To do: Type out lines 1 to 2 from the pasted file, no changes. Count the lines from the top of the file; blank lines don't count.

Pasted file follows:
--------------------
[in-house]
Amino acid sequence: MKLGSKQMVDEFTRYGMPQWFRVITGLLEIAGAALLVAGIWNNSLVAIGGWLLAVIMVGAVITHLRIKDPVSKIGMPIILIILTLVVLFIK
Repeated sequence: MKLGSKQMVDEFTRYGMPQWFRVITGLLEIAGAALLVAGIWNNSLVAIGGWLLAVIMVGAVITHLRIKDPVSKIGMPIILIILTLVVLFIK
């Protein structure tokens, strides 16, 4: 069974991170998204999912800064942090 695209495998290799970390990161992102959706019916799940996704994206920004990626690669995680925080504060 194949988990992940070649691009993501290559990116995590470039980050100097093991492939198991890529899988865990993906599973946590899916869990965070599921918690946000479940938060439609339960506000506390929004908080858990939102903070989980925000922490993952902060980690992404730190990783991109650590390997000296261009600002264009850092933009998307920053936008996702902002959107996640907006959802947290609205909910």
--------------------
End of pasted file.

[in-house]
Amino acid sequence: MKLGSKQMVDEFTRYGMPQWFRVITGLLEIAGAALLVAGIWNNSLVAIGGWLLAVIMVGAVITHLRIKDPVSKIGMPIILIILTLVVLFIK